African governments adopt pro-equity strategies for women, children, and adolescents to accelerate COVID-19 recovery

By Adelyn Wangusi


COVID-19 pandemic continues to devastate women’s, children’s, and adolescents’ health in Africa, governments leaders from Nigeria,  South Africa, Liberia, Kenya, and Malawi said at today’s Lives in the Balance: Equity in COVID-19 Response and Recovery meeting, more than 1,000 participants from around world.

The two-day Lives in the Balance meeting was organized by PMNCH, together with the CORE Group, the Global Financing Facility for Women, Children, and Adolescents, and Gavi, the Vaccine Alliance. Meeting participants including those from civil society, the UN, academia, the private sector and governments, discussed solutions to mitigate the direct and indirect impacts of the pandemic, including concrete and measurable commitments to investment and policy change.

“COVID-19 has devastated economies and affected social and community life”, said Dr Zweli Lawrence Mkhize, Minister of Health, South Africa. “Women, children, and adolescents have been significantly affected.”

At the summit, the Government of South Africa announced its commitment to review national COVID-19 policies to improve sexual and reproductive health and rights, and to allocate resources to raise youth awareness of these issues, accompanied by investments in youth economic participation, including to improve gender equality.

These commitments respond to rising need. Given that progress toward the UN Sustainable Development Goals (SDGs) related to women’s, children’s, and adolescents’ health was already off track by some 20 per cent before the crisis, the COVID-19 crisis has highlighted the need for dedicated action for the most vulnerable.

In addition to the ongoing and catastrophic direct impact of COVID-19 in many parts of the world, women, children, and adolescents are affected indirectly because of widespread disruptions to essential health, nutrition, and social services under lockdown conditions. This increases the risk of mortality and morbidity, including from treatable and preventable causes, denying the right to protection and care.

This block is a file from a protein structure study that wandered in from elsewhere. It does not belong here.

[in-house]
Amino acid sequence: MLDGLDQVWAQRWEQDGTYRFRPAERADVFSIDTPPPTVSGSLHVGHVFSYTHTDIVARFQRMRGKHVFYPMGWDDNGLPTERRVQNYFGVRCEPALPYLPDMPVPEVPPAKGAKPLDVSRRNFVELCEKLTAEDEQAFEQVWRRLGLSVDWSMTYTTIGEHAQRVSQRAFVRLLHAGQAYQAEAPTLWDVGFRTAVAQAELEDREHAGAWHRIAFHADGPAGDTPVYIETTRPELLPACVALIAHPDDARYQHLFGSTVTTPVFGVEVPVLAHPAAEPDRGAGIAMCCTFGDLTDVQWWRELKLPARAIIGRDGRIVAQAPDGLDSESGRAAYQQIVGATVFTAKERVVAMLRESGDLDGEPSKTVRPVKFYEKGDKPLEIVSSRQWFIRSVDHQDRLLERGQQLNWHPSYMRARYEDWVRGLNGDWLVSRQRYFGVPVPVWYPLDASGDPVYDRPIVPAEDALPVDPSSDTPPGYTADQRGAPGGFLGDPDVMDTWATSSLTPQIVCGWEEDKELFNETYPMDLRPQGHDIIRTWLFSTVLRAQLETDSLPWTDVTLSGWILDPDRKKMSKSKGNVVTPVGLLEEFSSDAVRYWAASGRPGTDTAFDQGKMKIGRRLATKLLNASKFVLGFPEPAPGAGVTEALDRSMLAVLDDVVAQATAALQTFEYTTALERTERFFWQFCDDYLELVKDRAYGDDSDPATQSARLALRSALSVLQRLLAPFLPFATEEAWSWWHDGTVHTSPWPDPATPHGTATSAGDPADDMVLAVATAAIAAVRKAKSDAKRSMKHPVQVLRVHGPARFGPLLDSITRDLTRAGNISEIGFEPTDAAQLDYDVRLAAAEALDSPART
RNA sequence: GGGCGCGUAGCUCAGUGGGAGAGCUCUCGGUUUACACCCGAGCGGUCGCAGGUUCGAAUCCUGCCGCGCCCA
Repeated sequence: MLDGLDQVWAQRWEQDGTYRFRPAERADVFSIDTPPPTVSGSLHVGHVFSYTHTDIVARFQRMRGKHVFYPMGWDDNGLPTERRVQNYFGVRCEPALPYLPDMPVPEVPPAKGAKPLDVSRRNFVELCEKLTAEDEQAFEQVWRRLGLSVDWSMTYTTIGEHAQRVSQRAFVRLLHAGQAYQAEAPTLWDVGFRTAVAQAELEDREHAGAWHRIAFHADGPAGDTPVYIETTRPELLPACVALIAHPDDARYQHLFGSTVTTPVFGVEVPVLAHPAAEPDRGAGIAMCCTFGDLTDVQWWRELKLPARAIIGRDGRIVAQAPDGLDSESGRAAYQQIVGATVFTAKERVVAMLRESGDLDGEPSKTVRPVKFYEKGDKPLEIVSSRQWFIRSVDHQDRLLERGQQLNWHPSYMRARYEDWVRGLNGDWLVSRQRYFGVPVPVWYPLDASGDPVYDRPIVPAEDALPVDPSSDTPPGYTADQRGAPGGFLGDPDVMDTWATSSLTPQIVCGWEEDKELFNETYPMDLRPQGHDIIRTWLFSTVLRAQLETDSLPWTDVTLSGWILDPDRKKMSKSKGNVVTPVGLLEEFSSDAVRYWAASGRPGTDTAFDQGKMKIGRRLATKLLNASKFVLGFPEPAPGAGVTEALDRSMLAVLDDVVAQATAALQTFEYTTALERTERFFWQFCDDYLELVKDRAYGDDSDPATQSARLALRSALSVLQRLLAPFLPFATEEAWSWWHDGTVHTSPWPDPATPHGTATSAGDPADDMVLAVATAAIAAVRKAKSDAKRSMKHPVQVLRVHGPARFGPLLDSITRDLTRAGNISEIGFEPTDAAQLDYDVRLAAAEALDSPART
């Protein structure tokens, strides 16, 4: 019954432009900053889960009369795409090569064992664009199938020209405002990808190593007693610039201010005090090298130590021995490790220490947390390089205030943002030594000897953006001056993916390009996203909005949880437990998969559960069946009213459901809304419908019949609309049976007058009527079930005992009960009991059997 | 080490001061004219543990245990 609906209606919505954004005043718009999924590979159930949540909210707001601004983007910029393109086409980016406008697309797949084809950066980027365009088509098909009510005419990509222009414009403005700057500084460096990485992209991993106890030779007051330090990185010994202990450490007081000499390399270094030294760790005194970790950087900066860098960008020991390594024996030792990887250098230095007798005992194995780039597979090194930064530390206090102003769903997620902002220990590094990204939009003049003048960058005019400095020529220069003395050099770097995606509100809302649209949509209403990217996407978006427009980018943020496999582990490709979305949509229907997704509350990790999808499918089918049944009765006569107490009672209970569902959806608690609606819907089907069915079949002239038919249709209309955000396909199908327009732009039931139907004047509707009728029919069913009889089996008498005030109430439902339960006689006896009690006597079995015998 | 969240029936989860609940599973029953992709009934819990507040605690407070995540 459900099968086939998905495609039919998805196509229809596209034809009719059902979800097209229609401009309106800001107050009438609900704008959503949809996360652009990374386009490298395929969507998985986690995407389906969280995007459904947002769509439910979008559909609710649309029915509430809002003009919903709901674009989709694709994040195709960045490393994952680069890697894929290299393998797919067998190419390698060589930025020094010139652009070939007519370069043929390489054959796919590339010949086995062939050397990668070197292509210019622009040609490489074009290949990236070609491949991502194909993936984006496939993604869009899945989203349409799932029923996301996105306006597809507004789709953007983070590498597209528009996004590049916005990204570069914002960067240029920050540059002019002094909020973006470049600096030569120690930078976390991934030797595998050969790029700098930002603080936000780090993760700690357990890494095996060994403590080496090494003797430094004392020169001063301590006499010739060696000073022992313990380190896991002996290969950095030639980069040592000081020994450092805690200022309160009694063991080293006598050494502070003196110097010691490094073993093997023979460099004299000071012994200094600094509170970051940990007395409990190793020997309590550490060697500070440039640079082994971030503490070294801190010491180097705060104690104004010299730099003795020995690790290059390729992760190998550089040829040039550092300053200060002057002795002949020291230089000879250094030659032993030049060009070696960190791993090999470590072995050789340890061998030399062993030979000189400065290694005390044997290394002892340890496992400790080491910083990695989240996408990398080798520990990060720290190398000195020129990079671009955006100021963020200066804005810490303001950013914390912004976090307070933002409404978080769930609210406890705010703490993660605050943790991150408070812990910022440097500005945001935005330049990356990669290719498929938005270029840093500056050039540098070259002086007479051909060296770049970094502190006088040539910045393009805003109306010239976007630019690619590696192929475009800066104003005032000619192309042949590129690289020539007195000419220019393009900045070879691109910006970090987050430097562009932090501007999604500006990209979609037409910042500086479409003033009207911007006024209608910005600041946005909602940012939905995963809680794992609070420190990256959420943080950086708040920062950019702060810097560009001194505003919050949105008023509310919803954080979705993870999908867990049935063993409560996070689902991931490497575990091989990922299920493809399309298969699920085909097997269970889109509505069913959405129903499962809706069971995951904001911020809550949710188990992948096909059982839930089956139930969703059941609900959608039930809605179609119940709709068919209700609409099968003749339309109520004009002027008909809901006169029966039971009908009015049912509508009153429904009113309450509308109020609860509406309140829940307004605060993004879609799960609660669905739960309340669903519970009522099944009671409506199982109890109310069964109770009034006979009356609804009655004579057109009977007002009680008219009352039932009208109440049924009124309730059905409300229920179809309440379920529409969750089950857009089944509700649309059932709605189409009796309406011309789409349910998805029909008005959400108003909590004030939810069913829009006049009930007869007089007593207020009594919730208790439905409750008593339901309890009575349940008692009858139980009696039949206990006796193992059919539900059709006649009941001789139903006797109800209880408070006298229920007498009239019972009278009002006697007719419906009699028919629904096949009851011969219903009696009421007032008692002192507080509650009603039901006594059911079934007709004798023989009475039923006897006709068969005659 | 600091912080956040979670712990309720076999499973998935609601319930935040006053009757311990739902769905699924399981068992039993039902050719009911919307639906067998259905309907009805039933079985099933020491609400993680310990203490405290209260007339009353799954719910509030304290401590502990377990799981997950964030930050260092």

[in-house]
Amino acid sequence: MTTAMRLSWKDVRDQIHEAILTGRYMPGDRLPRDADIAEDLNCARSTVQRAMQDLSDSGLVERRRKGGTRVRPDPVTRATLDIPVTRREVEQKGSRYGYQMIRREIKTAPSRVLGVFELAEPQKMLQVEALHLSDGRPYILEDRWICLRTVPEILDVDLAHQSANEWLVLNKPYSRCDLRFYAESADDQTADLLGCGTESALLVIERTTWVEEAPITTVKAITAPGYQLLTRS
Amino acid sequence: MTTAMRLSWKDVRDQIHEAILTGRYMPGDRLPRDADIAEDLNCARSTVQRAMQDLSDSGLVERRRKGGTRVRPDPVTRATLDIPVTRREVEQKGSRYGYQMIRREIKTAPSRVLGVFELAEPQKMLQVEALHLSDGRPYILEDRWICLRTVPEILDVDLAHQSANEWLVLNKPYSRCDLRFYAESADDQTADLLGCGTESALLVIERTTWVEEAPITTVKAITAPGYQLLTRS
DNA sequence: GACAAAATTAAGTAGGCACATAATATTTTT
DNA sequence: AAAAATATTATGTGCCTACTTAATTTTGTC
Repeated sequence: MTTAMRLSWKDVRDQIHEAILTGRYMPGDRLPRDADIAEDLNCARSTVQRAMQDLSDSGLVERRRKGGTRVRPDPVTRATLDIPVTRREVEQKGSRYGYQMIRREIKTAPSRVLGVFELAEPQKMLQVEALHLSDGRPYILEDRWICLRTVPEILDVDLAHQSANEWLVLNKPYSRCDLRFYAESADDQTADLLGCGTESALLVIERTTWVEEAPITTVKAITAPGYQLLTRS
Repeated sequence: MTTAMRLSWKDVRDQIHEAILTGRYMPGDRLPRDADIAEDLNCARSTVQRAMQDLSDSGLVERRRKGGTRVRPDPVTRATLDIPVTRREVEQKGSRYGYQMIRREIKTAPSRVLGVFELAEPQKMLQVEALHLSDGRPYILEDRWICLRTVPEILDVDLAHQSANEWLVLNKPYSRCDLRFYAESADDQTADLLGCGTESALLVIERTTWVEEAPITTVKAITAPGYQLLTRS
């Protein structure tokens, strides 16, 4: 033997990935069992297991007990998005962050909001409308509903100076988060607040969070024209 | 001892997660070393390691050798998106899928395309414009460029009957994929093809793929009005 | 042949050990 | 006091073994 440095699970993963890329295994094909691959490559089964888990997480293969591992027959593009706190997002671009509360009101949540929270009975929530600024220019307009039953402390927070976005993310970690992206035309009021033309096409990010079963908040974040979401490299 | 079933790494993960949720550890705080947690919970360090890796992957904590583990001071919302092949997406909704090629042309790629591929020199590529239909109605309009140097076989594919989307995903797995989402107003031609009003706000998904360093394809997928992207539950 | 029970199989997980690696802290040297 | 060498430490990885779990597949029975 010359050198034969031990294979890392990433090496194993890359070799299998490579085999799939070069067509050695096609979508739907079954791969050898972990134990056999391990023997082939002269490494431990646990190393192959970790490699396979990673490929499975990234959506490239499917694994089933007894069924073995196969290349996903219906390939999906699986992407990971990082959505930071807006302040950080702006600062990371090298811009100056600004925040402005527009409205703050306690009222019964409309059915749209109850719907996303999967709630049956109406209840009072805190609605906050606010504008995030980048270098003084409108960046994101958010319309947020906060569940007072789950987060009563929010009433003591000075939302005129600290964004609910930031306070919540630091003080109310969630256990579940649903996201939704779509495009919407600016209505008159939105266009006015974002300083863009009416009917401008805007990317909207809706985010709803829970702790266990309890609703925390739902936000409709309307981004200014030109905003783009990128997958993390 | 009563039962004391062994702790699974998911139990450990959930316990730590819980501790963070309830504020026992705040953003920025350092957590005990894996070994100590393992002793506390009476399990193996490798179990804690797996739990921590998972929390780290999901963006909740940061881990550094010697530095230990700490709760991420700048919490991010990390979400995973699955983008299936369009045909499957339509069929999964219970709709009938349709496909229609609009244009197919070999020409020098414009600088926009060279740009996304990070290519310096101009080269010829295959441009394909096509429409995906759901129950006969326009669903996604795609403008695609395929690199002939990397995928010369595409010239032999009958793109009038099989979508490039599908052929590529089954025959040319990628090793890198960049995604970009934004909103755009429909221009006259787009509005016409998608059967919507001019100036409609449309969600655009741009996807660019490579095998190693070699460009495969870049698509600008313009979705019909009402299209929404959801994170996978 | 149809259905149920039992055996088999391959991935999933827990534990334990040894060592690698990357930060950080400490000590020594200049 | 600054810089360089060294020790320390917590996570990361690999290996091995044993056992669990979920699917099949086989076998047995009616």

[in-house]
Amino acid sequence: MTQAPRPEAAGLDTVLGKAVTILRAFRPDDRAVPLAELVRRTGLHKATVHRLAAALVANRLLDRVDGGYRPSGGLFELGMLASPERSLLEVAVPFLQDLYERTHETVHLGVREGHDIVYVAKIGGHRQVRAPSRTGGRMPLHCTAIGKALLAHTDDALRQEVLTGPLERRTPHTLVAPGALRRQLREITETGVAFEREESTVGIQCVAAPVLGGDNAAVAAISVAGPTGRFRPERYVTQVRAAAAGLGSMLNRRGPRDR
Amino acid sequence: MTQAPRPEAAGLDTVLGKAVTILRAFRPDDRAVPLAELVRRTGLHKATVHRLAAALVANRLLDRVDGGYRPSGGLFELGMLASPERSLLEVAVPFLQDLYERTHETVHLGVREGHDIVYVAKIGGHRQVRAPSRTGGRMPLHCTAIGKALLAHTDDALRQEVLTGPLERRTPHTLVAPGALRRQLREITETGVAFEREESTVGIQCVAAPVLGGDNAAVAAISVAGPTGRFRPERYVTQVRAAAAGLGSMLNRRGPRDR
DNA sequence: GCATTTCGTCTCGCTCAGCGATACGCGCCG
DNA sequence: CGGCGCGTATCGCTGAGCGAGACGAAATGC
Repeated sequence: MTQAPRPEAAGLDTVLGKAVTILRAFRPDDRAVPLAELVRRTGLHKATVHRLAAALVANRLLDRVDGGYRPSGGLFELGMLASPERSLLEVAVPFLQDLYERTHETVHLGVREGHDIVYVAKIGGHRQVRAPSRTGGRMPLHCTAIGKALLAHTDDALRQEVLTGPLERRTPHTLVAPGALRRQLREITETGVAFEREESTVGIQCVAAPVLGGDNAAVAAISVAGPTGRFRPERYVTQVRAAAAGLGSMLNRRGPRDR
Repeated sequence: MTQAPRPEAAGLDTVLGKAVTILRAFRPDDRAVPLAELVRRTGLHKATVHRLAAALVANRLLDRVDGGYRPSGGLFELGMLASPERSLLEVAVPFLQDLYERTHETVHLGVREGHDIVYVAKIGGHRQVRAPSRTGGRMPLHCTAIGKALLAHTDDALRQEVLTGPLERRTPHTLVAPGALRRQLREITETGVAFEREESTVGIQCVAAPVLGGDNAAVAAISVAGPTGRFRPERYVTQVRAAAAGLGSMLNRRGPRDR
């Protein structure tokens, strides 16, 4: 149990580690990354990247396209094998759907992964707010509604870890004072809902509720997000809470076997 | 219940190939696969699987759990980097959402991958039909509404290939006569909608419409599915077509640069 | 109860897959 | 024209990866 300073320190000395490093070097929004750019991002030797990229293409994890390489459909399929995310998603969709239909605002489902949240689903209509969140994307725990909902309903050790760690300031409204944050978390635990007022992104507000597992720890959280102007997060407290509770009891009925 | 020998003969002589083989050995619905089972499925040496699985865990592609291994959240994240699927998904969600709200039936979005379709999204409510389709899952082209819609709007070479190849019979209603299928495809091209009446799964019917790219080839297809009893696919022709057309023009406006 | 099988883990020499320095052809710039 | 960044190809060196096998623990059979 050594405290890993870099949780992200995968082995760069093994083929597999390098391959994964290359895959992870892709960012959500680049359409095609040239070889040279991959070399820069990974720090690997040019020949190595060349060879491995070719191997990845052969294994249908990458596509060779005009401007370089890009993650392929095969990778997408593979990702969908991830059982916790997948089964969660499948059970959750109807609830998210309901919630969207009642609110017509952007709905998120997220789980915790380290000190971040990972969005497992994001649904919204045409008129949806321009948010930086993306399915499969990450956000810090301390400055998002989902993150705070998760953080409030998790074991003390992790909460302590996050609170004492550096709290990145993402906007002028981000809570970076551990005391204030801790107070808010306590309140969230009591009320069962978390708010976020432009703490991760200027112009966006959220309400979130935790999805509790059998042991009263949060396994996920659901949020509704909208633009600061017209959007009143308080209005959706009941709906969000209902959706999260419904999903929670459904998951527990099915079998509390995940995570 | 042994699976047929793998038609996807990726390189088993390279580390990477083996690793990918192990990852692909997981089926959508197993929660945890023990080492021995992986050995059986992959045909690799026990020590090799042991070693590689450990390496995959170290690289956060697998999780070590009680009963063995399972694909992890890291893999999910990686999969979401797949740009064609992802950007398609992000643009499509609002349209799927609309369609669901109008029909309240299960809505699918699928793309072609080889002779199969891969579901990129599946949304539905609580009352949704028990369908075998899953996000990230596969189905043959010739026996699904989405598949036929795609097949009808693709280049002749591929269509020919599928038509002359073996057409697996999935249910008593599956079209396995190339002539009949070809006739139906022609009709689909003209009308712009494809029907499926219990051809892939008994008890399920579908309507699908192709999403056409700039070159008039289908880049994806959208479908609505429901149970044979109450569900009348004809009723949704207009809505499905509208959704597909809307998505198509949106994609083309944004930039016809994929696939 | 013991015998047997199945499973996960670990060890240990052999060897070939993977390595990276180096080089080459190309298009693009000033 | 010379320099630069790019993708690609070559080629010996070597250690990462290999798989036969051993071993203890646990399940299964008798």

For example, UNFPA estimates that, in 2020, twelve million women experienced disruptions in family planning services due to the pandemic, with an estimated 1.4 million unintended pregnancies across 115 low- and middle-income countries.

Additionally, a recent Global Financing Facility review of 36 partner countries showed there has been up to a 25 percent drop in coverage of essential health interventions, hitting women and children the hardest.

One-third of countries report interruptions to routine immunization services due to lockdown conditions. The redeployment of primary health workers to COVID-19 duties; community reluctance to visit health clinics for fear of infection; and income losses have compounded the problem of reduced access.

Yet the needs of women and children are too often invisible in policy responses to COVID-19. Global Health 50/50 reports that more than 80 per cent of all COVID-19 health-related activities implemented by assessed global health institutions have failed to take gender into account in programme design.  Women, who according to WHO make up 70 per cent of the global health and social workforce and bear the largest share of COVID-19 infections among health workers, hold only 25 per cent of senior positions in national COVID-19 response leadership teams.